These bright blue (or occasionally white or red) flowers grow happily in full sun locations. They don’t do well in shady or partially shady locations. Think of growing bachelor’s buttons in sunny cornfields and find a similar location in your garden.
Bachelor’s buttons are hardy in cool weather, so you don’t need to start the seeds indoors. Bachelor’s buttons don’t take well to transplanting anyway, so just seed directly into the ground when you plant.
If you live in one of the warmer zones, where the ground doesn’t freeze, you can sow cornflowers in the fall for spring flowering. In colder climates, sow bachelor’s buttons as soon as the ground can be worked in the spring.
These flowers prefer a neutral soil – between 6.5 and 7.5 pH. The soil should, ideally, be well-tilled, loamy soil with good drainage. Cornflowers can handle sandy or clay-like soil as well, as long as there’s good drainage.
Heavy, wet soil that doesn’t drain well will lead to stunted plants and make them prone to fungal infections.
Bachelor’s buttons grow well in rocky soil, so long as their roots have room to grow and the soil is well drained.
Common Pests and Diseases
Bachelor’s buttons are notoriously free from most common pests and diseases. They’re still essentially wildflowers, so they don’t have a lot of the problems that beset highly cultivated garden flowers. They have few pests, and even deer tend to avoid them.
Occasionally aphids, leafhoppers, and other sap-sucking pests will settle on bachelor’s buttons, but they rarely do enough damage to even be noticed. If you see noticeable damage from these pests, a quick insecticidal soap treatment will nip it in the bud.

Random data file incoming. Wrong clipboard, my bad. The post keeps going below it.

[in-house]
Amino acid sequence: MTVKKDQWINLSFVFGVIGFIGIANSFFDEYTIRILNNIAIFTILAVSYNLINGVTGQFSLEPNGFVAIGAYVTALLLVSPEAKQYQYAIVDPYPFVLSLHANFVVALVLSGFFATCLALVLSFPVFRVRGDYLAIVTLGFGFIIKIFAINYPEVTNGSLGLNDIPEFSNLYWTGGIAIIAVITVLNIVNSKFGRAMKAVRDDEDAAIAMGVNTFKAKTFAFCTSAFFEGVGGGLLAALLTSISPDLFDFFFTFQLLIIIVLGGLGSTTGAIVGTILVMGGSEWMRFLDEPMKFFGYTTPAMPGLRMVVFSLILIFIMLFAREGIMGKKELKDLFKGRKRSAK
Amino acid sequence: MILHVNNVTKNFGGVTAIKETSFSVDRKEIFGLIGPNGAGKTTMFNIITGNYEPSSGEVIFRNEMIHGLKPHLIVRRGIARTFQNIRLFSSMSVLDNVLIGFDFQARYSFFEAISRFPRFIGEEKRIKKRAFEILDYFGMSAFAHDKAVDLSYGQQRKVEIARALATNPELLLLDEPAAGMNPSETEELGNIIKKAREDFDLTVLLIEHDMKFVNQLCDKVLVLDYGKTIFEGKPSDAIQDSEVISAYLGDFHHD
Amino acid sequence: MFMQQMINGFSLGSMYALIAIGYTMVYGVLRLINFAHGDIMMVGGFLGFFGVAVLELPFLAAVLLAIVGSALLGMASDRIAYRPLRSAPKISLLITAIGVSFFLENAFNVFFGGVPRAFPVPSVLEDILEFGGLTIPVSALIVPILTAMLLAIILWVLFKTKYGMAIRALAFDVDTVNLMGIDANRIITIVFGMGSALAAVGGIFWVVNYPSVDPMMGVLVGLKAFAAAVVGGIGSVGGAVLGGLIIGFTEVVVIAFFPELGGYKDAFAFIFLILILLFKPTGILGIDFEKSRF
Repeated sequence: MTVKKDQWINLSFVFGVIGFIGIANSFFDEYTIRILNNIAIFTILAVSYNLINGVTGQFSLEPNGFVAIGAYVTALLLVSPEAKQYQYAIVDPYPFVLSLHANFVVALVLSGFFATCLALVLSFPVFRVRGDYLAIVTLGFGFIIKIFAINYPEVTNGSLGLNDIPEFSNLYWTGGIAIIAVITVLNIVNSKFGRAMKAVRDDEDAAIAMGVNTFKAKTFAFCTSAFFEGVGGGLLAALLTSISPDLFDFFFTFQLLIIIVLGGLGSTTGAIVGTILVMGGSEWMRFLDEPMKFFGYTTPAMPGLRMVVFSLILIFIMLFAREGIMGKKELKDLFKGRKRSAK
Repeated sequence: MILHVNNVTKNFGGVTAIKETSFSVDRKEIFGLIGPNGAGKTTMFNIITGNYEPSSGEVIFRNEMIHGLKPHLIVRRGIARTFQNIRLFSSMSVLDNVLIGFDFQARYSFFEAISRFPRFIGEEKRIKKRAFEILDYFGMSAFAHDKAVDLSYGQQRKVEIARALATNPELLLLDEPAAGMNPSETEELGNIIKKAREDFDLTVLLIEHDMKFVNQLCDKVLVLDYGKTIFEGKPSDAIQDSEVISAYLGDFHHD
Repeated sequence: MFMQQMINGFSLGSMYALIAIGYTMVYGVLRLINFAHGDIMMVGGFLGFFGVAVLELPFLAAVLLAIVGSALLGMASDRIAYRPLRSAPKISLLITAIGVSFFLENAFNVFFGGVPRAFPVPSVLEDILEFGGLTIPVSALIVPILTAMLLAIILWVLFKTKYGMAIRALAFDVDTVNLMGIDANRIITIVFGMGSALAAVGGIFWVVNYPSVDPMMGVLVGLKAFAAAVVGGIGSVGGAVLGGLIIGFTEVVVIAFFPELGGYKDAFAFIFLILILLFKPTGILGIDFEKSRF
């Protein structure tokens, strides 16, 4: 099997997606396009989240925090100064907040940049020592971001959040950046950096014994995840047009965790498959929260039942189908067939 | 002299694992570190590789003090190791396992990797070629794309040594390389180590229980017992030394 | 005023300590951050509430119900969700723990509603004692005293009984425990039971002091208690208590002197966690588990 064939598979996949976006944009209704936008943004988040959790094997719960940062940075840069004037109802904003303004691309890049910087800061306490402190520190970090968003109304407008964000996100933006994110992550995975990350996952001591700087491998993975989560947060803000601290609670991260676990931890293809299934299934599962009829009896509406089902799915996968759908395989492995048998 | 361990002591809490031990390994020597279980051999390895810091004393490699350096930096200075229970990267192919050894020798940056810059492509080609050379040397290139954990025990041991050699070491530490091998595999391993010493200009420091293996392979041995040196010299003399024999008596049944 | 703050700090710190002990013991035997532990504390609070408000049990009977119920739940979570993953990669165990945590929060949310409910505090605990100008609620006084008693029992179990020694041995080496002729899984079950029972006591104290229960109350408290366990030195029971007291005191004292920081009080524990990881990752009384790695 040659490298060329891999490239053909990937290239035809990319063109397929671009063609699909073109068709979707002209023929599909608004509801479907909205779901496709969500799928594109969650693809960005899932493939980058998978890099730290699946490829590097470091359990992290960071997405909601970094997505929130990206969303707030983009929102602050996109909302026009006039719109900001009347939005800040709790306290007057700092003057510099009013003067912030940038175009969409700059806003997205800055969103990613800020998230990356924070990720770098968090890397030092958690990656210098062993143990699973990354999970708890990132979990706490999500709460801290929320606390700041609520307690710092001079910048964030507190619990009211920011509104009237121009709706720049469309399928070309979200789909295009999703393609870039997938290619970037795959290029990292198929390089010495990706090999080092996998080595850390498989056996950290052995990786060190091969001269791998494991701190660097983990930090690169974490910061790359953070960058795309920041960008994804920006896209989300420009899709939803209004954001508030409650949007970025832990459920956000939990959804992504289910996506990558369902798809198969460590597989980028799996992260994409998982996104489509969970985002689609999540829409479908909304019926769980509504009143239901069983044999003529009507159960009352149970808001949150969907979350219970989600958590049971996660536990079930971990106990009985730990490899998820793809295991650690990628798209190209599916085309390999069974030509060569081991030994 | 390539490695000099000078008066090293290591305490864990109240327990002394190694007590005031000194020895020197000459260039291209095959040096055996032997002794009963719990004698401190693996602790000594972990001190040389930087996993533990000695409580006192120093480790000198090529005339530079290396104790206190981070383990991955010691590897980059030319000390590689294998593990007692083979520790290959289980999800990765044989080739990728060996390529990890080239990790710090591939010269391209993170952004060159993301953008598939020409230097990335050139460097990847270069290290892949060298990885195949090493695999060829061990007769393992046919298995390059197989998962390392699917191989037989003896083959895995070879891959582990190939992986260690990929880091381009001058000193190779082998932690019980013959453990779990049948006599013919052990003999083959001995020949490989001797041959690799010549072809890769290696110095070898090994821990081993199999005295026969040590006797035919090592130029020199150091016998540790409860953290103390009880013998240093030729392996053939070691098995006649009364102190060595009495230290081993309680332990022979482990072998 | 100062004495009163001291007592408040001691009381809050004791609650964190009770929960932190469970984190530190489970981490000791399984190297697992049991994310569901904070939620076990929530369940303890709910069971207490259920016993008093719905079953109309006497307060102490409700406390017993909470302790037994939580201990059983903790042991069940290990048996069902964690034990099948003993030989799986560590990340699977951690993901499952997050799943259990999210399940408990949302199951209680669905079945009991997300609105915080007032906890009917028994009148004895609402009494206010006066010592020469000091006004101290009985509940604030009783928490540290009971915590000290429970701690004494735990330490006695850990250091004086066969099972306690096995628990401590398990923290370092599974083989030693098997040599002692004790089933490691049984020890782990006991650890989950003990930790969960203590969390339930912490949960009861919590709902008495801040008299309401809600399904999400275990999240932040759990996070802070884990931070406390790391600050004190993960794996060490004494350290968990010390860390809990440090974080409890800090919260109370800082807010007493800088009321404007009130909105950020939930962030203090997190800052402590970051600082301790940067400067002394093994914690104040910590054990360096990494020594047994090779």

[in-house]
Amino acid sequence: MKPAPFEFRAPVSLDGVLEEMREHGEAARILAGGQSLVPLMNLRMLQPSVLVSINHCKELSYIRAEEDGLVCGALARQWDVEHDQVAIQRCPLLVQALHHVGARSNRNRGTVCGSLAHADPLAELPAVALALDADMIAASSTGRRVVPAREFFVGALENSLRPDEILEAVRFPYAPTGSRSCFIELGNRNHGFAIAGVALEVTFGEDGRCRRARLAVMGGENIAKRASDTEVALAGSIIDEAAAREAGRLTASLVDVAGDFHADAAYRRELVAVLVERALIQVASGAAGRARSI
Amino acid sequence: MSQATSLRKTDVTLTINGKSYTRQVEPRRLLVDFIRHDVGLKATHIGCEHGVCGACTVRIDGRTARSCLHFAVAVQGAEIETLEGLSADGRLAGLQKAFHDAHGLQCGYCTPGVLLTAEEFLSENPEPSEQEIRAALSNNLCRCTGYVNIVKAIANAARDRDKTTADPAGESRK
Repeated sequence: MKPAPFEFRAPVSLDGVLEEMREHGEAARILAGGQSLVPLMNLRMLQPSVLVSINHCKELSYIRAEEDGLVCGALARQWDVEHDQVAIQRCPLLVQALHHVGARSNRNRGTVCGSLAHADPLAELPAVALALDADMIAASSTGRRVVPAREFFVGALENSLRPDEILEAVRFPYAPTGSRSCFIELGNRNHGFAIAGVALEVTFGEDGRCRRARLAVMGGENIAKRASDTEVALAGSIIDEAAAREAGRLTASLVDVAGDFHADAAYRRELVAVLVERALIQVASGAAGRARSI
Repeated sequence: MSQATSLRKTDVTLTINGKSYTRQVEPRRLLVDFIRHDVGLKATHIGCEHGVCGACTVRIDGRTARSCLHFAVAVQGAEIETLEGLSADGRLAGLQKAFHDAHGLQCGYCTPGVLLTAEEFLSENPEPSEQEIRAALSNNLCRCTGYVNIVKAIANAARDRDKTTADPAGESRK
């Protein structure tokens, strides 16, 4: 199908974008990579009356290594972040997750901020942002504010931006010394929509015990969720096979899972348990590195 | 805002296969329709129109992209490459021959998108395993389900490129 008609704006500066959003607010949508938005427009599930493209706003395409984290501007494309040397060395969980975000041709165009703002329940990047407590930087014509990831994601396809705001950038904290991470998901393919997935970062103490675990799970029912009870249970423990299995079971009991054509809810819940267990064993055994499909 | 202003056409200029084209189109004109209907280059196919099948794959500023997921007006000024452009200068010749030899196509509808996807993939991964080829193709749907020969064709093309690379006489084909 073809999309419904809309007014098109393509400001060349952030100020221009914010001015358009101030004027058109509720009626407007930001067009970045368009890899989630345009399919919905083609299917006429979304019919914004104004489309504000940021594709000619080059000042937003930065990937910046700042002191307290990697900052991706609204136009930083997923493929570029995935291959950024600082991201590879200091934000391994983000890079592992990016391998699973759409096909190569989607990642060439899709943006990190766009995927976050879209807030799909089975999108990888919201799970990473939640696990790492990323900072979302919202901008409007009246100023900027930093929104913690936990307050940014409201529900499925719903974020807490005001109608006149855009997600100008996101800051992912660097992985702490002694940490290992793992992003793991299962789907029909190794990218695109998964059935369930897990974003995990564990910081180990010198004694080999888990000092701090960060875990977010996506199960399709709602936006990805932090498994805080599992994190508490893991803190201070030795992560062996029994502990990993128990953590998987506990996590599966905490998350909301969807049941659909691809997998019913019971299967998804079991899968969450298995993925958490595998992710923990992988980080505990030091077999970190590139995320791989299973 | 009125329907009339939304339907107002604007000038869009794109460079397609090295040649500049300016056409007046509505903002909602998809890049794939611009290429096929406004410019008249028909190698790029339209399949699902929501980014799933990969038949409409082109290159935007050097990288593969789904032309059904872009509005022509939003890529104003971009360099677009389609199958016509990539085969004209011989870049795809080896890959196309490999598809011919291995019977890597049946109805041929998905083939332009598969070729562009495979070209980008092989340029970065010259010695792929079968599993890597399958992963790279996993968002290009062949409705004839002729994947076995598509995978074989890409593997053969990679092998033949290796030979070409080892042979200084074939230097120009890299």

As for diseases, cornflowers growing in well-draining soil will rarely experience any. But, if you overwater your cornflowers, or if the season is especially wet, fungal diseases can set in.
Rust, powdery mildew, and root rot are the most common fungal diseases in over-watered bachelor’s buttons. Of course, an organic fungicide will successfully treat these diseases.
Remember, the best offense is a good defense. Keep your plants safe by planting them in well-draining soil and resisting the urge to over-water. Unless you’re in a drought, it is unlikely your bachelor’s buttons need to be watered at all.
Using Bachelor’s Buttons
These pretty, blue flowers aren’t just visually appealing either. They’re edible. Bachelor’s buttons have a light, peppery flavor with floral undertones.
Medicinally, bachelor’s buttons are thought to nourish the blood and reduce inflammation. They’re often used alongside chamomile, ginger, or green tea to gently lower inflammation levels in the body.
Culinary uses include salads, cakes, cookies, and meats. Mix cornflowers with nasturtiums in spicy, arugula-based salads. Use them to top a pretty, summery cake with champagne buttercream. Scatter them across a charcuterie board or toss them fresh on top of mango and lime-grilled salmon.